Platforms: PlayStation 4, Xbox One, PC via Epic
Genre: A proper and fun No Man’s Sky, with actual co-op at launch!

Despite its backlash post-launch and its eventual “fix-er-upping”, the sci-fi exploration game No Man’s Sky had promise. It had players explore to the edges of the universe for new planets and places; it’s the excitement of discovering new creatures and locations that had players wanting for more. 

Journey world

Where No Man’s Sky got it wrong the first time, Journey To The Savage Earth developer Typhoon Studios nails it right out of the box with its debut title. The team streamlines its focus on a single planet and pack in a lot of fun, danger, and humour that stimulates both your mind & funny bone.

Terms and Conditions Apply

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The quirky Pufferbirds are your friends!

Some context first: what if one day, you were allowed to travel into space and land on foreign planets? One of the game’s sci-fi corporations Kindred Aerospace is willing to give you the opportunity, fully-paid trip and all.

So you sign up for the all-paid expense travel plan and now you’re on you’re way to an uncharted planet dubbed AR-Y 26 for the greatest and latest discoveries for mankind. Your task is to explore it to see if it’s viable as the next Planet Earth to be inhabited by earthlings.

Turns out that the titular Savage Planet is, surprise, filled with hostile aliens of shape and sizes, and a possible alien civilization to uncover. You’ll not only need to explore and scan the area to see if it’s viable for humans, but also survive and find suitable forms of fuel to fly back to Earth.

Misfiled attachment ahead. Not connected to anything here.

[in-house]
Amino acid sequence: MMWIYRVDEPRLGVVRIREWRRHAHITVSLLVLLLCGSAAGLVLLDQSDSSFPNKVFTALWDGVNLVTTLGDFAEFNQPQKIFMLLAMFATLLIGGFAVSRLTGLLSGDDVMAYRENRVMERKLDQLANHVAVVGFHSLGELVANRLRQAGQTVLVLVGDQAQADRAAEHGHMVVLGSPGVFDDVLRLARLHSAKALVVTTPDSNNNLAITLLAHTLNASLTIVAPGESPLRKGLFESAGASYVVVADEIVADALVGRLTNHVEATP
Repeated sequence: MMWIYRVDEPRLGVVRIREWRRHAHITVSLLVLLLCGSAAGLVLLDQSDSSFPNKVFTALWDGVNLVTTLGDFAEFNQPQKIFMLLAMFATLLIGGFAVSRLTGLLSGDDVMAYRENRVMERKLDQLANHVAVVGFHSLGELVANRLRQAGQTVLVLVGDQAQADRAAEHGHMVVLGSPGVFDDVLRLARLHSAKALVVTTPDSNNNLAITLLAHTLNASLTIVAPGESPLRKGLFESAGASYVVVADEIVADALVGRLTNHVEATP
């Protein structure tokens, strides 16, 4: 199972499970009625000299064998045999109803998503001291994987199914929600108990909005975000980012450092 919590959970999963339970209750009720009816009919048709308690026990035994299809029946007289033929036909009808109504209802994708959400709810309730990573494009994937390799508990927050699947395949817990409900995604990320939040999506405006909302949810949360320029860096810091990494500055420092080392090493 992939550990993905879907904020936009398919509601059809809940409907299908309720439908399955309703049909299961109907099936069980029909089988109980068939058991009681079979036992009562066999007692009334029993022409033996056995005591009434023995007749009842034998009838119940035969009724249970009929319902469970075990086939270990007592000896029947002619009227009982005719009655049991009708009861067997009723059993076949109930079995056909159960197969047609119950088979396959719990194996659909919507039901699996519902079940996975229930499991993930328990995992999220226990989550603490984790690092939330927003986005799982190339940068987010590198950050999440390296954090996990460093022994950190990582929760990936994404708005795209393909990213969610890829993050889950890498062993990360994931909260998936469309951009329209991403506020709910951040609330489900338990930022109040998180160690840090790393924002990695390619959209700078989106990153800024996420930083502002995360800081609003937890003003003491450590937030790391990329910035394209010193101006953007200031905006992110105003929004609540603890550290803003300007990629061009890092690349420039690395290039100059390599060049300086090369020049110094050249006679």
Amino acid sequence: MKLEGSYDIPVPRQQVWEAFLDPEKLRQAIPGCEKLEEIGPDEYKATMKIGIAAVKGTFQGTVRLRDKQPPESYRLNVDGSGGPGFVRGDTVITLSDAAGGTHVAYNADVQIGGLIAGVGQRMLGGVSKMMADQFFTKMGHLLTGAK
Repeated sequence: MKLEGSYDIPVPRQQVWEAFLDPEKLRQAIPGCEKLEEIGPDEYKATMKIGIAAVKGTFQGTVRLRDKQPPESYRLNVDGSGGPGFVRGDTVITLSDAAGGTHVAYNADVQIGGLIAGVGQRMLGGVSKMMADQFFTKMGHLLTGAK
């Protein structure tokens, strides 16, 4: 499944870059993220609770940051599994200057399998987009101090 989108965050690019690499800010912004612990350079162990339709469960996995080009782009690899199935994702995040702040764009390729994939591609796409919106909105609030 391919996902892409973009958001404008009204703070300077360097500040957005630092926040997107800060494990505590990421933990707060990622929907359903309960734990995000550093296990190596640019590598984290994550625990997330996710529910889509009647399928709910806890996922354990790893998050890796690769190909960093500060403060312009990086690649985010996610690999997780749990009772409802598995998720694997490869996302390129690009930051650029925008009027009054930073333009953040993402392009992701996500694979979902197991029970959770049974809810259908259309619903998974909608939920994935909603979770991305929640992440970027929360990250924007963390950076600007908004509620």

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Congratulations, new employee!

You won’t be feeling homesick because the Javelin is knee-deep with some vids of the company CEO, and a bunch of email and ads that remind you that the game’s Earth needs help. I suggest watching these whenever they pop up because they are totally hilarious and help set the quirky tone of your Savage journey.

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Ads…lots of ’em.

You’re also not completely alone. You have your trust E.K.O companion who serves as a helper of sorts who narrates your surroundings and chastises you at inopportune moments. She sounds eerily similar to Failsafe in Destiny 2 in terms of sarcasm and mannerism and also gives off a whiff of GLaDOS from Portal.

That’s a good thing because you’ll be served dish after dish of slapstick humour which never gets boring, unlike the cringe-inducing dialogues your Ghost mutters in Destiny 2.

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This ad seems well-timed.

Journey To The Savage Planet’s narrative can get a bit on-the-nose, but it’s still written and told in numerous “show, don’t tell” methods that make it palatable while you explore.

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Humour is everywhere. You only need to find it.

The Outer Wilds In Space

This game is the perfect match for those who find joy in exploration as discovery. You have quite a world to explore, puzzles to solve, and things to scan for database-building.